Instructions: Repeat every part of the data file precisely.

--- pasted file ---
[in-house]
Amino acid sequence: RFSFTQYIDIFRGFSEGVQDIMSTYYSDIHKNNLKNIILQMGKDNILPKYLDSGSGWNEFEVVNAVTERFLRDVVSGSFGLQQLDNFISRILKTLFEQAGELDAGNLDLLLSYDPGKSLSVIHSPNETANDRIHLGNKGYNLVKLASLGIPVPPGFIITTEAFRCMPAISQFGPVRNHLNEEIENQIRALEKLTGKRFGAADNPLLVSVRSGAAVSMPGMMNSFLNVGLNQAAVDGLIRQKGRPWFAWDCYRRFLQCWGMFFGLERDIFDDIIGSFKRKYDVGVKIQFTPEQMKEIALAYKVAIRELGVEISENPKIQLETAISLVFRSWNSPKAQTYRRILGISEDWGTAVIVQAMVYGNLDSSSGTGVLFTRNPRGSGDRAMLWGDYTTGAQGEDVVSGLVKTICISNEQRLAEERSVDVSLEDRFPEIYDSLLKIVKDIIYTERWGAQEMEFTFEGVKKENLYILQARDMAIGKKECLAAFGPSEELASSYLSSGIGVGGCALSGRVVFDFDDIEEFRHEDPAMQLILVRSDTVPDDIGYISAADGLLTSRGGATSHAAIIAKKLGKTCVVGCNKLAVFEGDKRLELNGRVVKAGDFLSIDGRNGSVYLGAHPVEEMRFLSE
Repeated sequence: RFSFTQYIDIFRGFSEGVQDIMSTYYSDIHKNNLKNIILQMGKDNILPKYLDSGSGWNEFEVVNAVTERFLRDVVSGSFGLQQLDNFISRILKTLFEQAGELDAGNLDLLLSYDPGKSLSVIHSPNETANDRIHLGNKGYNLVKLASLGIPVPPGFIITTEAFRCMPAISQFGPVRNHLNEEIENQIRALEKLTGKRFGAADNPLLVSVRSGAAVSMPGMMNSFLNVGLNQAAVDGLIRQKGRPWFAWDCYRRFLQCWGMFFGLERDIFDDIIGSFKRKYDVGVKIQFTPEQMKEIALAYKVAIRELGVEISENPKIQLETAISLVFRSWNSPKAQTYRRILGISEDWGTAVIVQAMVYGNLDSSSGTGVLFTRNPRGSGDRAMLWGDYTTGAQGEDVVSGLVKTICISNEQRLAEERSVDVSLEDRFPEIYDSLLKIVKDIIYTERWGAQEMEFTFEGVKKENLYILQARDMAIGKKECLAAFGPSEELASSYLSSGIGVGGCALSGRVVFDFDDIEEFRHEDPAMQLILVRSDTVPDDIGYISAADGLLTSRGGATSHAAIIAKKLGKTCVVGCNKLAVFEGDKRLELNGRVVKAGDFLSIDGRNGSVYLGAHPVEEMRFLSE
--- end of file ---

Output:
[in-house]
Amino acid sequence: RFSFTQYIDIFRGFSEGVQDIMSTYYSDIHKNNLKNIILQMGKDNILPKYLDSGSGWNEFEVVNAVTERFLRDVVSGSFGLQQLDNFISRILKTLFEQAGELDAGNLDLLLSYDPGKSLSVIHSPNETANDRIHLGNKGYNLVKLASLGIPVPPGFIITTEAFRCMPAISQFGPVRNHLNEEIENQIRALEKLTGKRFGAADNPLLVSVRSGAAVSMPGMMNSFLNVGLNQAAVDGLIRQKGRPWFAWDCYRRFLQCWGMFFGLERDIFDDIIGSFKRKYDVGVKIQFTPEQMKEIALAYKVAIRELGVEISENPKIQLETAISLVFRSWNSPKAQTYRRILGISEDWGTAVIVQAMVYGNLDSSSGTGVLFTRNPRGSGDRAMLWGDYTTGAQGEDVVSGLVKTICISNEQRLAEERSVDVSLEDRFPEIYDSLLKIVKDIIYTERWGAQEMEFTFEGVKKENLYILQARDMAIGKKECLAAFGPSEELASSYLSSGIGVGGCALSGRVVFDFDDIEEFRHEDPAMQLILVRSDTVPDDIGYISAADGLLTSRGGATSHAAIIAKKLGKTCVVGCNKLAVFEGDKRLELNGRVVKAGDFLSIDGRNGSVYLGAHPVEEMRFLSE
Repeated sequence: RFSFTQYIDIFRGFSEGVQDIMSTYYSDIHKNNLKNIILQMGKDNILPKYLDSGSGWNEFEVVNAVTERFLRDVVSGSFGLQQLDNFISRILKTLFEQAGELDAGNLDLLLSYDPGKSLSVIHSPNETANDRIHLGNKGYNLVKLASLGIPVPPGFIITTEAFRCMPAISQFGPVRNHLNEEIENQIRALEKLTGKRFGAADNPLLVSVRSGAAVSMPGMMNSFLNVGLNQAAVDGLIRQKGRPWFAWDCYRRFLQCWGMFFGLERDIFDDIIGSFKRKYDVGVKIQFTPEQMKEIALAYKVAIRELGVEISENPKIQLETAISLVFRSWNSPKAQTYRRILGISEDWGTAVIVQAMVYGNLDSSSGTGVLFTRNPRGSGDRAMLWGDYTTGAQGEDVVSGLVKTICISNEQRLAEERSVDVSLEDRFPEIYDSLLKIVKDIIYTERWGAQEMEFTFEGVKKENLYILQARDMAIGKKECLAAFGPSEELASSYLSSGIGVGGCALSGRVVFDFDDIEEFRHEDPAMQLILVRSDTVPDDIGYISAADGLLTSRGGATSHAAIIAKKLGKTCVVGCNKLAVFEGDKRLELNGRVVKAGDFLSIDGRNGSVYLGAHPVEEMRFLSE